We didn’t frequent the nearby Chester and Hester’s Dino-Rama because Liz had already plenty forewarned me about the sickness-inducing Wild Mouse spinning roller coaster and TriceraTop Spin and I decided we should give that a miss. We did, however, pop along to the Theater in the Wild which hosts Finding Nemo – The Musical. Can we just stop for one second to appreciate this musical please? It’s a live-action musical stage show and the performers are INCREDIBLE – they all control puppets (I guess) of each of the characters and they sing and dance their way through the story of Finding Nemo in style. This was probably one of my favourites of the stage shows we saw in our time at Disney and it was a lot of fun (and emotional, to be honest) for kids and big kids alike!


Next up, let’s hop over to Asia to see what that area had on offer. Set in the fictional kingdom of Anandapur (which means “Place of many delights” in Sanskrit), this area is a bit of a mishmash of Cambodian, Indian, Indonesian, Mongolian, Nepalese, and Thai cultures and places. It has a riverside village (known also as Anandapur) and Serka Zong, (“Fortress of the Chasm”) which is set in the foothills of the Himalayas. And with the Himalayas comes one thing and one thing only – Everest or, to give the ride its full title,  Expedition Everest: Legend of the Forbidden Mountain.

I’ll be honest, Everest is a ride that terrified me before I went to Disney, largely because I insisted on watching  on-ride videos so I could be fully aware of what I was letting myself in for. (Yes, I am the wimp that needs to know what a ride has in store for her before she’ll agree to go on it.) In my defence, I’d heard about the ride switching tracks whilst you’re distracted by the allegedly yeti destroyed track section, and then it zooming you back downwards (it does). But first, the queue area is amazing – themed around the idea of a fictional travel agency, “Himalayan Escapes” you pass expedition equipment and a museum all about the infamous Yeti who is said to protect the Forbidden Mountain. Then you board into the “train” itself and the fun really begins. So. Did I like it? Yes. But did I close my eyes for some portion of the ride because I realised just how frigging high up I was? Yes. Does Everest still terrify me? Yes. But will I probably still be coaxed onto it if/when I visit Disney World again? Yes.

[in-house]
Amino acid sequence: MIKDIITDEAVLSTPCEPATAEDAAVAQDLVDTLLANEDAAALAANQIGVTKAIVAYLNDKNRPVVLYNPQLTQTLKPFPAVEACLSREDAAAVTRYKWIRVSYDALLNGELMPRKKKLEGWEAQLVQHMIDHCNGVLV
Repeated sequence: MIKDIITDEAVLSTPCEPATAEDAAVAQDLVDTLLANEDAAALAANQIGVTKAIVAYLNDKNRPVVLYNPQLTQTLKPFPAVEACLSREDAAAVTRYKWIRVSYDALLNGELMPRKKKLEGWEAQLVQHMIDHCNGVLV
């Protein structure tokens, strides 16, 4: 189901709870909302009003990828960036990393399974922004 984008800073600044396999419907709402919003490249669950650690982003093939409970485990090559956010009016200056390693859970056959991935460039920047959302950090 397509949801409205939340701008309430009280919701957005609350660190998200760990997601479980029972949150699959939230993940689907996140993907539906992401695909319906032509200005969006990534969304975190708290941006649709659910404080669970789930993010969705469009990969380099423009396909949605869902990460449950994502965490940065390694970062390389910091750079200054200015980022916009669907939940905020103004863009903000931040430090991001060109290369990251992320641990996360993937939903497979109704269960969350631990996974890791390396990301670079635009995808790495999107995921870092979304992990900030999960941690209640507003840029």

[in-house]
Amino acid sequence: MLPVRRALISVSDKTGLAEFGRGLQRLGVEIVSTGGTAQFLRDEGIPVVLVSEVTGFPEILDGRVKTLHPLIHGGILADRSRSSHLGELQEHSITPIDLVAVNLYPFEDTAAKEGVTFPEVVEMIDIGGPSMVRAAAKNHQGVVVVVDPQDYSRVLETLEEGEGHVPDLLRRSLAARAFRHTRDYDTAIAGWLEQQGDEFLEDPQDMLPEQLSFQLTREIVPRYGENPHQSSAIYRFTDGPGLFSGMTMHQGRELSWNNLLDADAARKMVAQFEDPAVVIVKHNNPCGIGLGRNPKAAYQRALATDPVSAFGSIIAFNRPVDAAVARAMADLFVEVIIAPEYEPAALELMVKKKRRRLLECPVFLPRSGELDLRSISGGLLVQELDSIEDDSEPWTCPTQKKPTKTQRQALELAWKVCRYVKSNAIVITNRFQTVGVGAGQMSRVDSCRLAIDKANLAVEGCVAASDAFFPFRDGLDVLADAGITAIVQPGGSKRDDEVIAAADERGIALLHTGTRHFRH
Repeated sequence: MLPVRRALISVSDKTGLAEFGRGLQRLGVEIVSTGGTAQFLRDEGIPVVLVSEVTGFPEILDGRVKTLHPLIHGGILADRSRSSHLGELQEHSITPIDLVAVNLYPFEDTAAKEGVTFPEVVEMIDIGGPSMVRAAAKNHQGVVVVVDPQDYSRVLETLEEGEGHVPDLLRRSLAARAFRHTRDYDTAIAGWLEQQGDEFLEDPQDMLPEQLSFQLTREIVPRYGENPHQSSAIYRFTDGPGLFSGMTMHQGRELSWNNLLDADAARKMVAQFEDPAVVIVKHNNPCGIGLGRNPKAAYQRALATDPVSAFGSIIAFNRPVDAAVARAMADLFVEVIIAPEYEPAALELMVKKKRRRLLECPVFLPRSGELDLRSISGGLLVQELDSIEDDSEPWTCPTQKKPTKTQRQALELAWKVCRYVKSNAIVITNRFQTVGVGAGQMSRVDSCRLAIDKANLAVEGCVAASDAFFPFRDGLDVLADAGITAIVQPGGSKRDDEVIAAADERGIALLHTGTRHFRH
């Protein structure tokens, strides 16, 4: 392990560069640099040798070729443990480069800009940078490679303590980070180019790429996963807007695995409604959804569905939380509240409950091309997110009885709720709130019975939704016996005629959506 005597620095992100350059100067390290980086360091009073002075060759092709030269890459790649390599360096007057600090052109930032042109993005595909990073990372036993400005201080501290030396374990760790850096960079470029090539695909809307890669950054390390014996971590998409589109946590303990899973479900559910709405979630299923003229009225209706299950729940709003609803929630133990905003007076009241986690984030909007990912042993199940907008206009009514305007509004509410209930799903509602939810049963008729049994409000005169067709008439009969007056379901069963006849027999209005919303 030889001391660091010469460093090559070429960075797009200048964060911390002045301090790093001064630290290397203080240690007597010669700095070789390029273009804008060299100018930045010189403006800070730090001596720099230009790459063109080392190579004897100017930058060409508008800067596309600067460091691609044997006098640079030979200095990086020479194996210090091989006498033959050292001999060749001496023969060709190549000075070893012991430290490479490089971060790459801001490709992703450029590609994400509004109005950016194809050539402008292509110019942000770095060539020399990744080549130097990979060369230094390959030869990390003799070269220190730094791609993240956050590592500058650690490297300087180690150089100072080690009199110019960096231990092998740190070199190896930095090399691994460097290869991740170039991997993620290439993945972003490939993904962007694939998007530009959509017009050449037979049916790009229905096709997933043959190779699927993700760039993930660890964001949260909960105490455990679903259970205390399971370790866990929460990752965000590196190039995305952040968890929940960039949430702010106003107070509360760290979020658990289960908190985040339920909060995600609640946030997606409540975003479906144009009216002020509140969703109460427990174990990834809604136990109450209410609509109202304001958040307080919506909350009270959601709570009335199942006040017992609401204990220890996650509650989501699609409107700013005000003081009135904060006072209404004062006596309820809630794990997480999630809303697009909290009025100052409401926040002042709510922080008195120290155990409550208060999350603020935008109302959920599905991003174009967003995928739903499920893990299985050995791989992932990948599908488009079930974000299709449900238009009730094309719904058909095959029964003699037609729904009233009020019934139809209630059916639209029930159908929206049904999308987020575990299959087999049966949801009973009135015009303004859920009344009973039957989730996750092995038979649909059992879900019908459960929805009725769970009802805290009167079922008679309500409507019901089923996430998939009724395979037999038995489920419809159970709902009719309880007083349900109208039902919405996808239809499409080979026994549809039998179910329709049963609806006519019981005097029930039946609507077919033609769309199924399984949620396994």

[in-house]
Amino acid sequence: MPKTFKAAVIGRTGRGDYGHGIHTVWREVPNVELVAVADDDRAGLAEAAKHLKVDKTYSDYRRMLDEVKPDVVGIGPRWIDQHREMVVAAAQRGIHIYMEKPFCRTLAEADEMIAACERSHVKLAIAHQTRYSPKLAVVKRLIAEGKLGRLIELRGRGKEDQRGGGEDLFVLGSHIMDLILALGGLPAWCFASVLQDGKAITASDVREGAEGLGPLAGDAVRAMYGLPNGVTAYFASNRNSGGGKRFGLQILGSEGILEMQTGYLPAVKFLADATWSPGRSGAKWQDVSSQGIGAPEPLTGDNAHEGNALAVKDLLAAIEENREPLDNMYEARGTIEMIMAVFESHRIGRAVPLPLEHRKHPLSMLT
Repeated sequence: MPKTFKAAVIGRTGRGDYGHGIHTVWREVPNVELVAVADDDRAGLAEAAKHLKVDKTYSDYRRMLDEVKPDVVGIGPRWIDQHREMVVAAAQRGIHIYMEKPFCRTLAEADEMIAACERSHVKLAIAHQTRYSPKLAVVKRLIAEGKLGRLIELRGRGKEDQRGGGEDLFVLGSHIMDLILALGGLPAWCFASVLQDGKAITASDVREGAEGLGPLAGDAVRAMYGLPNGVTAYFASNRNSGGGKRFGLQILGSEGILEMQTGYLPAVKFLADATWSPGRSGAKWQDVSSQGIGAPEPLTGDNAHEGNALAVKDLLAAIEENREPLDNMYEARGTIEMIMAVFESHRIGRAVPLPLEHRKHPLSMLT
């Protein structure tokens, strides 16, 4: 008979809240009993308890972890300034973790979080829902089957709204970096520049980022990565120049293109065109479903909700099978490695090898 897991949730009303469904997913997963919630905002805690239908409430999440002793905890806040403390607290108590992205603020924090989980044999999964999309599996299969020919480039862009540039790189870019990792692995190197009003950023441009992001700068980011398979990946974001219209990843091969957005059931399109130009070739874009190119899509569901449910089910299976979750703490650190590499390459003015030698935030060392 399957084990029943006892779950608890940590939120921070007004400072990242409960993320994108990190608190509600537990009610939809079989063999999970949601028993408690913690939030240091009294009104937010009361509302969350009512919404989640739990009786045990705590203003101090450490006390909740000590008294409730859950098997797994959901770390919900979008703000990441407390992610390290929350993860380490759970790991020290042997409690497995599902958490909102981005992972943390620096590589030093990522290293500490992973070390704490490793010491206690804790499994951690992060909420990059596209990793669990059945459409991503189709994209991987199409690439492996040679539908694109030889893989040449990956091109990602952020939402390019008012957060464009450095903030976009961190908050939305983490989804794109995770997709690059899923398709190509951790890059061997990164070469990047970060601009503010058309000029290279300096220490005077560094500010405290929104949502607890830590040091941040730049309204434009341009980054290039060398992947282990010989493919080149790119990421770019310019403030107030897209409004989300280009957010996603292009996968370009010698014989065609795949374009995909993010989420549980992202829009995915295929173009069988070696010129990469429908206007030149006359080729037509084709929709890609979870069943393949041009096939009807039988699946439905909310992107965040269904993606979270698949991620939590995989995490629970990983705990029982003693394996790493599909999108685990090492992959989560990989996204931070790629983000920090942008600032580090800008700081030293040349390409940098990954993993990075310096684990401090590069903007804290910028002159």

Nearby is Kali River Rapids which is described as a rapids ride down the Chakranadi River, through a rainforest, past an illegal logging operation, and then down a waterfall. It’s well known for absolutely SOAKING its riders. It’s also something we, unfortunately, didn’t get to go on. When we arrived at the park early in the morning it was much (much) too cold to think about adding cold water to the equation and by the time it was the height of the afternoon the queue time was ridiculous. So, word to the wise: think about the temperature when you go on it, I’m sure you’ll be thankful of it in the heat of summer but maybe not when it’s a cold morning!

Last up in the Asia area is the Maharajah Jungle Trek which is amazing! The concept is that it was once the constructed hunting ground of a maharajah who, fittingly, later died in a hunting accident. The story goes that once this happened the subsequent maharajahs transformed the area into a nature preserve and concentrated on the conservation of the animals instead. I won’t spoil everything but there’s plenty of exotic birds (just casually walking along the path with you, you are in their habitat, after all), bantengs, tapirs, Sumatran tigers, and probably my favourites: Komodo dragons!